While it may be a legitimate mistake ... it certainly shouldn't happen "all the time" and I would say that it's not a minor deal either when there are so many people selling used mattresses as new. If I was the retailer I would certainly be concerned enough about it in combination with an unhappy customer that I wouldn't hold out for a delivery charge in the circumstances. My concern would depend to some degree on the reputation and integrity of the retailer but it would certainly be one strike against them.

Phoenix

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Last edit: 31 Dec 2012 04:17 by Phoenix.

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31 Dec 2012 05:12 - 31 Dec 2012 05:15 #5 by Nefertiti
Thank you again ! Really , your site and answers are the best from all I checked around.
Sorry one more question :). I been checking different latex mattresses websites about their ILD /firmness. Is ILD number pretty standard , meaning ILD =30 firm from one manufacturer equals the same firmness from another manufacturer if it lists it at 30 ? Or does it warry , and ILD =30 could be very different from another manufacture's ILD -30 ? Like the unfortunate matress I purchased before had ILD 30 , so at least I know how 30 feels .
Then For example, one company lists their firm mattress with ILD -35 , another company firm-ILD 30 , and another company firm -40.
The highest firmness ILD I found was 44 at sleepez for extra firm. So does it mean that I will get the firmest mattress from SLeepez based on their highest ILD number ? And I think Flobeds stated that ILD above 35 is not good for the body because of pressure points .
Ok hopefully this is the last question and I can finally decide on the mattress :) . It's getting to be very cold sleeping on the floor :))
Thank you
Last edit: 31 Dec 2012 05:15 by Nefertiti .

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31 Dec 2012 06:14 - 17 Jun 2017 08:43 #6 by Phoenix
Replied by Phoenix on topic Extra firm latex matress
Hi Nefertiti,

The answers to your questions about ILD may be a little bit more complex than you hoped.

ILD in latex is usually measured with a 6" thick layer of foam and it's basically the weight that it takes to compress a 50 sq in round metal foot into the foam by 25% (which would be 1.5"). This is different from polyfoam which is measured with a layer of foam that is only 4" thick so it would only be compressed by 1" (and the ILD number would be lower than latex). So first of all latex ILD is not directly comparable to polyfoam ILD. Some latex manufacturers also produce cores that are a different thickness which would also produce a different ILD rating compared to testing ILD on a 6" core. There are also different testing protocols for ILD so in some cases the ILD would be tested at 40% compression instead of 25% compression which would also produce a different result.

Different materials including latex have a variance across the surface of the 6" core so in one place it may be say 24 ILD and in another part of the core it may be 22 or 26. the ILD rating is usually an average of the range across the surface. Blended talalay has less variance (+/-2 or so) than Dunlop which may vary by more (+/-4 or so). 100% natural Talalay can have a larger variance than blended Talalay.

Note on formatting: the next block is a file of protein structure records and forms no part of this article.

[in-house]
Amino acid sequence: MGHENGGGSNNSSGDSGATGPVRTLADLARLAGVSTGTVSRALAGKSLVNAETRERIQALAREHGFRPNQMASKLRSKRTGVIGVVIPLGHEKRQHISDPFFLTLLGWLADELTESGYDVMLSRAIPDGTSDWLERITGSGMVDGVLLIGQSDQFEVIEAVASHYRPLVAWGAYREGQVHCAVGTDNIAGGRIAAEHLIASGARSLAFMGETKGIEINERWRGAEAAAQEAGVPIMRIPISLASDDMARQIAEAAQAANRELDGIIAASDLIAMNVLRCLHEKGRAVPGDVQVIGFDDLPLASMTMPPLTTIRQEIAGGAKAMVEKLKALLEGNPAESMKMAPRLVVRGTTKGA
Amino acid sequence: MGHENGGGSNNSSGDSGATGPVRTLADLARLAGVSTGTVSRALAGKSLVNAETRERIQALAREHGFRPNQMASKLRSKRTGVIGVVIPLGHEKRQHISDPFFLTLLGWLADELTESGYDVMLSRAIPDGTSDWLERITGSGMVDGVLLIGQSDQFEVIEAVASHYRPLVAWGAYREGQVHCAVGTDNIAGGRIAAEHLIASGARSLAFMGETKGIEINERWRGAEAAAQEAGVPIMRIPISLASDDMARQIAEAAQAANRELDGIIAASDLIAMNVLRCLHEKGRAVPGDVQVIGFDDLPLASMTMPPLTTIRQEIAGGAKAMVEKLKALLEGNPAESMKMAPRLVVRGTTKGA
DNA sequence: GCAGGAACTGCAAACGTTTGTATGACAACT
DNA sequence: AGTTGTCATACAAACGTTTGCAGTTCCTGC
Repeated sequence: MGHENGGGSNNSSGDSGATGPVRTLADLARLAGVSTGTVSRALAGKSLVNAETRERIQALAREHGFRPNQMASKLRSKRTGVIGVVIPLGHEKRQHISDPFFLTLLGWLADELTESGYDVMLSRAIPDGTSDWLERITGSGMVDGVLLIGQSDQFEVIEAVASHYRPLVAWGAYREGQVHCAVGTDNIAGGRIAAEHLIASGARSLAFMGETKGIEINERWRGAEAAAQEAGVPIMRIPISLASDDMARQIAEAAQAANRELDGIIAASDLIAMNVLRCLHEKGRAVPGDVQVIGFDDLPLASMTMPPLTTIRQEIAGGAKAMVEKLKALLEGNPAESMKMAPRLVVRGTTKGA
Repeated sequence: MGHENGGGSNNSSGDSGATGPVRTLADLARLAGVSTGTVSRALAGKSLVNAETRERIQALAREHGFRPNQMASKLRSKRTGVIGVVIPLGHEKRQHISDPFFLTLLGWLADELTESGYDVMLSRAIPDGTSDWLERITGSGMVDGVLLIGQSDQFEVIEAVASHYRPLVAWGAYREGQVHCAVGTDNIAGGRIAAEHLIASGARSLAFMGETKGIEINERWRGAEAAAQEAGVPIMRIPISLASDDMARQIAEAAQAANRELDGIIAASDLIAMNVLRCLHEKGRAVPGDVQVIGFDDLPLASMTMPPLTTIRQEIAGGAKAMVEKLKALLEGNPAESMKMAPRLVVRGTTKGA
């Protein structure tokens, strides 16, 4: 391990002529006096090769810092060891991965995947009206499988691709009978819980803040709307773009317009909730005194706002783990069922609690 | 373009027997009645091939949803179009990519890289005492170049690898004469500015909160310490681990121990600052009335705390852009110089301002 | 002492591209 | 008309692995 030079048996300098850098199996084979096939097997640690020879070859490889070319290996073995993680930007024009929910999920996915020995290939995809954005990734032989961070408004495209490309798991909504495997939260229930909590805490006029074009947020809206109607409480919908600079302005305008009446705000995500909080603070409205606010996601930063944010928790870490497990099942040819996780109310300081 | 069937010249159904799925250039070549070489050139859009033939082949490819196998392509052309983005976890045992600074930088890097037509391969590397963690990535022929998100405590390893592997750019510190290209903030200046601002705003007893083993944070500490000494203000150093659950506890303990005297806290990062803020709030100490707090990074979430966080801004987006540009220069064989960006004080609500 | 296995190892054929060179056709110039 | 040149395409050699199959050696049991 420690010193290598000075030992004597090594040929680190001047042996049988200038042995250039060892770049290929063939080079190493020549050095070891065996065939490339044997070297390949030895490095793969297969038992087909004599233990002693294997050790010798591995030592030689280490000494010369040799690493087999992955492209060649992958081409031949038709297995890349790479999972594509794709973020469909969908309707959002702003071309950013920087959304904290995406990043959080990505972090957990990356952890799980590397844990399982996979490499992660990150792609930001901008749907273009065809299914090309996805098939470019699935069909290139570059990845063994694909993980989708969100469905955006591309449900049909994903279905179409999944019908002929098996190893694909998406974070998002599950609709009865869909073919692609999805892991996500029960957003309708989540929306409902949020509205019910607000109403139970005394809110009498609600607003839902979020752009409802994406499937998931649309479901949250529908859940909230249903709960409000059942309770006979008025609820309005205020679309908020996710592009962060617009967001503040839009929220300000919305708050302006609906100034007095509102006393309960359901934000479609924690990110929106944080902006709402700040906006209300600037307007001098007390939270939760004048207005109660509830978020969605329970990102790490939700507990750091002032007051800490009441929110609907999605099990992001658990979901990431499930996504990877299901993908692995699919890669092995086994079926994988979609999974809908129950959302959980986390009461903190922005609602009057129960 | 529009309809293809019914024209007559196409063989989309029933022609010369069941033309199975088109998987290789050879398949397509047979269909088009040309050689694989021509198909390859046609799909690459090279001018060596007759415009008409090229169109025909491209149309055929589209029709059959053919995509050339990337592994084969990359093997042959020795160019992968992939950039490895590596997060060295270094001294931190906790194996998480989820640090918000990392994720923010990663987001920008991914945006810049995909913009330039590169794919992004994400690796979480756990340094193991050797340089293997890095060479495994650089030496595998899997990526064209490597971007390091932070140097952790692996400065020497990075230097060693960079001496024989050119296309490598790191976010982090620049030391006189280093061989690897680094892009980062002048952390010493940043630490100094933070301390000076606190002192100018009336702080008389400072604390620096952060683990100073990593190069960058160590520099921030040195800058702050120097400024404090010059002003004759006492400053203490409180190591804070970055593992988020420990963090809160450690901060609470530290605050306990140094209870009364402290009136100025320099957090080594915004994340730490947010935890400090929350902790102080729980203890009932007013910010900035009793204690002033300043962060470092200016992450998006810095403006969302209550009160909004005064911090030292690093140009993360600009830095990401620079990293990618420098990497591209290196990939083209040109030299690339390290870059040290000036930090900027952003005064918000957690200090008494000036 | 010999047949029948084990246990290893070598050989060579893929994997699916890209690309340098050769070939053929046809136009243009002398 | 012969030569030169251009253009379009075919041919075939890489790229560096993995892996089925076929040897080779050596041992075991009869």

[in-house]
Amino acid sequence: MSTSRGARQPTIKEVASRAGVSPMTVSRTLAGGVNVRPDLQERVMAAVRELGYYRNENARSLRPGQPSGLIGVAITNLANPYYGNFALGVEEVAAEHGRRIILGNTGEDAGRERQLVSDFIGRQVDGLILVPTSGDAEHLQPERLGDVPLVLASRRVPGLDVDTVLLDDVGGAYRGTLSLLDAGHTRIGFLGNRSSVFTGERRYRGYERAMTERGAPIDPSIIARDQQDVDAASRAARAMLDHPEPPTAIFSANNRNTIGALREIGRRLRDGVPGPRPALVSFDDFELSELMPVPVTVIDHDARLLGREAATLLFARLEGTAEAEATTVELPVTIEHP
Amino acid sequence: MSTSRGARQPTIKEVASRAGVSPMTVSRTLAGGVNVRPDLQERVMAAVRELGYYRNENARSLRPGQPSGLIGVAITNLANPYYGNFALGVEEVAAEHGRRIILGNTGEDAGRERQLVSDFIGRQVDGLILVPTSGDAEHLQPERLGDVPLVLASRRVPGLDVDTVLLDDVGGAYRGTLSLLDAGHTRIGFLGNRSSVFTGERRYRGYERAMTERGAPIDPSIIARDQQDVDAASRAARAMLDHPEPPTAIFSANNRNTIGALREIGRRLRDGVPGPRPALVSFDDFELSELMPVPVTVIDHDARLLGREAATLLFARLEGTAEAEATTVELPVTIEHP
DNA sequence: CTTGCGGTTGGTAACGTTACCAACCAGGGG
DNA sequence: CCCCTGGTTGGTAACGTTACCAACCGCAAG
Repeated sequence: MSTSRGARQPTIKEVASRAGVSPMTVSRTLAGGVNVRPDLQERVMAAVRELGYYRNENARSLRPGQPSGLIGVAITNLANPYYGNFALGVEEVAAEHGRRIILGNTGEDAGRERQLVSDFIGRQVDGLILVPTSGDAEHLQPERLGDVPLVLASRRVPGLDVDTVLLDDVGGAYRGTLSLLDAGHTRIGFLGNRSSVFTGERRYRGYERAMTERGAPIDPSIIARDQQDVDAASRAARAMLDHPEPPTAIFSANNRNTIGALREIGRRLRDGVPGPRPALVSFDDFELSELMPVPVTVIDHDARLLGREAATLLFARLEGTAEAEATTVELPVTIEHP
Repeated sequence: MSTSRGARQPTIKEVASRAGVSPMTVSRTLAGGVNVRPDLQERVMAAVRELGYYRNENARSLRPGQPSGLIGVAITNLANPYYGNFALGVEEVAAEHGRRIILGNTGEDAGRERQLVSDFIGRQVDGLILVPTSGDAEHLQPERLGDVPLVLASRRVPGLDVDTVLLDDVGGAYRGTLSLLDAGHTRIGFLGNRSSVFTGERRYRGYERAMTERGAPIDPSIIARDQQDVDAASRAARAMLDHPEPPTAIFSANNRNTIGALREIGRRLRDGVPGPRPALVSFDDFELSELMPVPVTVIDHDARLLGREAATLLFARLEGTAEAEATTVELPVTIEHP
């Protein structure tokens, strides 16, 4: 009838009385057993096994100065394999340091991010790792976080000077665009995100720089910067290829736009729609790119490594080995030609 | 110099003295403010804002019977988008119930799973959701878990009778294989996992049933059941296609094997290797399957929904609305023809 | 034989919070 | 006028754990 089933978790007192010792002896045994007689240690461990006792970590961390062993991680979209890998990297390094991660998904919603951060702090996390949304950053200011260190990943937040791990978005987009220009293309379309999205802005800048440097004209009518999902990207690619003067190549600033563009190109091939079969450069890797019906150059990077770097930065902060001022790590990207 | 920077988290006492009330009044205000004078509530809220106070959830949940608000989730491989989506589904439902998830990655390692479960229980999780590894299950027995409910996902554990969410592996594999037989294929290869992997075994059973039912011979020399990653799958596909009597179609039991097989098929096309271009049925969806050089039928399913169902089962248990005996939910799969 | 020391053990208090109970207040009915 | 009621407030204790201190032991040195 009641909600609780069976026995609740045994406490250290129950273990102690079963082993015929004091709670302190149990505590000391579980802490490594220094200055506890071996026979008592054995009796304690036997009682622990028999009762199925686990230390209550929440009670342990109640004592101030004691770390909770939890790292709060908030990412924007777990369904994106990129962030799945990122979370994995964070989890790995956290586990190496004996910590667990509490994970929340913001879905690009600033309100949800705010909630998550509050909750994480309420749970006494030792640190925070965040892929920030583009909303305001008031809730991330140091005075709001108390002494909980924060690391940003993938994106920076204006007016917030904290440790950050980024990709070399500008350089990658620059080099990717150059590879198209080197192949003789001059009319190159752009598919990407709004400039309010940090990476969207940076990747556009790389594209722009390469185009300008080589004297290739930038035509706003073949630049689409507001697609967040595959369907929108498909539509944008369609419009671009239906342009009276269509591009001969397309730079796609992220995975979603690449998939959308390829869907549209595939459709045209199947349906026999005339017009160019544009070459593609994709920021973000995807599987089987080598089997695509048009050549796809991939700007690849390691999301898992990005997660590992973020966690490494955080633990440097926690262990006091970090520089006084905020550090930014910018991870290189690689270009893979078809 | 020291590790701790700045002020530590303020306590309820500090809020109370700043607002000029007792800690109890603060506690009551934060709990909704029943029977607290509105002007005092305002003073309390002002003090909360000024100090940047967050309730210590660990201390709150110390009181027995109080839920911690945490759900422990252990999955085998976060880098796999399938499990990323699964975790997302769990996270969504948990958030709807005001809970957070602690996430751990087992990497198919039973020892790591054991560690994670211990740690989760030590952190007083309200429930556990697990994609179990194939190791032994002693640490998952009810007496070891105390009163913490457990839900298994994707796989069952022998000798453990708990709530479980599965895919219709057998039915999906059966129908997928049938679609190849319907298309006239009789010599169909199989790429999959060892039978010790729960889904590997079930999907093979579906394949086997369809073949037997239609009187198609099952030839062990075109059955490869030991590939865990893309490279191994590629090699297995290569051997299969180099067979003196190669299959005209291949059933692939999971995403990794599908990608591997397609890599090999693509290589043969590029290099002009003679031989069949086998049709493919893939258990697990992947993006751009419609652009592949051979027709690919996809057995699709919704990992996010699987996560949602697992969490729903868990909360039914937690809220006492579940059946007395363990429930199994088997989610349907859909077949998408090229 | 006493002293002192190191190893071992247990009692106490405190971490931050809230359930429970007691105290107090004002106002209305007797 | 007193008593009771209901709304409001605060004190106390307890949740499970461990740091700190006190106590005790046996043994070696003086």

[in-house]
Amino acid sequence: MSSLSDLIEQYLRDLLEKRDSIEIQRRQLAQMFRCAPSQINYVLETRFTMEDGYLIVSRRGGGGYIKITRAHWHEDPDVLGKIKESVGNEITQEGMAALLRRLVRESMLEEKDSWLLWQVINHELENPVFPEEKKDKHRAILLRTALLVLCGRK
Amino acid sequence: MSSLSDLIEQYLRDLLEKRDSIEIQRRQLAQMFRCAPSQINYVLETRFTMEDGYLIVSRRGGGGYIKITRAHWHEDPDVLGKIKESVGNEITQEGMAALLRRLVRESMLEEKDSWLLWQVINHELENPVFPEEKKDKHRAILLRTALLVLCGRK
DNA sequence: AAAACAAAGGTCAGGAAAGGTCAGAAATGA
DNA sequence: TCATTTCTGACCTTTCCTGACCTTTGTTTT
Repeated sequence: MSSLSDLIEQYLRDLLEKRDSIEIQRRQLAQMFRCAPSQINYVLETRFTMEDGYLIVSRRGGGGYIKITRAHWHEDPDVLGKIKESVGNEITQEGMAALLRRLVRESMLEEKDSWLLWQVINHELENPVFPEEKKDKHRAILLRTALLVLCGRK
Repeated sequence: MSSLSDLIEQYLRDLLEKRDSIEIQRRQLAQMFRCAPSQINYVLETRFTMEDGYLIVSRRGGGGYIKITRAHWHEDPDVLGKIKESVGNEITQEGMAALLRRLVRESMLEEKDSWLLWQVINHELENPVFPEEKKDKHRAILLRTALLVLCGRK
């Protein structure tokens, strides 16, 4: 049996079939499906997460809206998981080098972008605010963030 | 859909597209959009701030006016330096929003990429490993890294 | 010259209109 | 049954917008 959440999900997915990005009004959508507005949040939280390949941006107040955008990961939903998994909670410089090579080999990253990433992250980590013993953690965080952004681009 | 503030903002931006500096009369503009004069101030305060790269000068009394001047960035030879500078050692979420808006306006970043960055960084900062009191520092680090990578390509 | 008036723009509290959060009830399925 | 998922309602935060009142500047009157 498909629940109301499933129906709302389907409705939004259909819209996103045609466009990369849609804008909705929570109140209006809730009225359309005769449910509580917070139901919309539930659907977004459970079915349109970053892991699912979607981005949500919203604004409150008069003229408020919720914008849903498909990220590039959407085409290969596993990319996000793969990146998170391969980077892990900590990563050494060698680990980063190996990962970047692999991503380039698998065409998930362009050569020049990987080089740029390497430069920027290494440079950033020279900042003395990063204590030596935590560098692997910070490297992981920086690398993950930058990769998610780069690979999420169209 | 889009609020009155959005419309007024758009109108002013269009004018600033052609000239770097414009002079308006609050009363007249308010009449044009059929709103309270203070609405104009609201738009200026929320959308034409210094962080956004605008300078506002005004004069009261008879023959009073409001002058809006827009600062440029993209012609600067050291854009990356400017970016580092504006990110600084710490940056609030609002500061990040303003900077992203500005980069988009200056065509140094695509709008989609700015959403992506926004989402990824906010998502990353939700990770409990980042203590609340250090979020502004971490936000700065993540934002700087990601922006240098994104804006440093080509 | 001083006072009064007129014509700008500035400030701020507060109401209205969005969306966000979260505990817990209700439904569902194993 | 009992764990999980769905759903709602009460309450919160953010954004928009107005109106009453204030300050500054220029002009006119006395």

You can see the ILD range here for Latex International's 100% natural Talalay (expressed as N1 - N5) and the target ILD's for their blended Talalay and Talalay GL is on their site here .

You can see the ILD range for Radium 100% natural and blended talalay here .

You can also see some of the ILD's for different densities of Latex Green's 100% natural Dunlop in post #2 here .

In addition to this ... the latex particles in Dunlop settle more in manufacturing so a 3" Dunlop layer that is cut from the bottom half of a 6" Dunlop core can be firmer than a 3" layer cut from the top half and the top would be softer than the bottom of the layer while with Talalay it's more consistent from top to bottom so it doesn't matter as much which part of the core a thinner layer was cut from. All the layers cut from a single core will be rated the same even though they may not have exactly the same ILD.

Most people don't sink exactly 25% into a layer and different types of foam ... including latex ... get firmer at different rates (this is called their compression modulus also know as sag factor or support factor) as you sink into them more. For example it takes about 3x as much weight to sink into a Talalay layer to 65% than it does to sink into it to 25% (a 24 ILD core would take about 72 lbs of force on the compressor foot to sink in 65%) but with Dunlop it takes about 4x as much weight to sink into the core 65% (which would mean that with 24 ILD Dunlop it would take about 96 lbs on the compressor foot to sink in 65%). This means that Dunlop feels firmer than Talalay for anyone that sinks into a layer more than 25%. Polyfoam would generally have a lower compression modulus than either although HR polyfoam has a compression modulus that approaches Talalay latex.